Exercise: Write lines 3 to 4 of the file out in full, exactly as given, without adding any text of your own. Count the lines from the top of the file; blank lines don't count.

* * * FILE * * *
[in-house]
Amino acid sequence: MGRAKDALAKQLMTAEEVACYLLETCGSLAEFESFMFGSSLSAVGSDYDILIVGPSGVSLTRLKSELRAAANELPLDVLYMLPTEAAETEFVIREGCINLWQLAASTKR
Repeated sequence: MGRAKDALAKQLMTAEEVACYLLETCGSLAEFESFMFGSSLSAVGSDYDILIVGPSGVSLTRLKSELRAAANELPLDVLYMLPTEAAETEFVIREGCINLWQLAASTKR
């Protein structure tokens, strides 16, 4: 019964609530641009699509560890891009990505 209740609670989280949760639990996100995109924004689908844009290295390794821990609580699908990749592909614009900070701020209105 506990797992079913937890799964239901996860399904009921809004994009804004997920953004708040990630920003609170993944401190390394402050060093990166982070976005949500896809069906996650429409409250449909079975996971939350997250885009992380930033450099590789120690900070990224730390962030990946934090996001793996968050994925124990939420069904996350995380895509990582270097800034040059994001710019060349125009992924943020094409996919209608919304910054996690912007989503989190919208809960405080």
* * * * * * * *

Repeated sequence: MGRAKDALAKQLMTAEEVACYLLETCGSLAEFESFMFGSSLSAVGSDYDILIVGPSGVSLTRLKSELRAAANELPLDVLYMLPTEAAETEFVIREGCINLWQLAASTKR
């Protein structure tokens, strides 16, 4: 019964609530641009699509560890891009990505 209740609670989280949760639990996100995109924004689908844009290295390794821990609580699908990749592909614009900070701020209105 506990797992079913937890799964239901996860399904009921809004994009804004997920953004708040990630920003609170993944401190390394402050060093990166982070976005949500896809069906996650429409409250449909079975996971939350997250885009992380930033450099590789120690900070990224730390962030990946934090996001793996968050994925124990939420069904996350995380895509990582270097800034040059994001710019060349125009992924943020094409996919209608919304910054996690912007989503989190919208809960405080």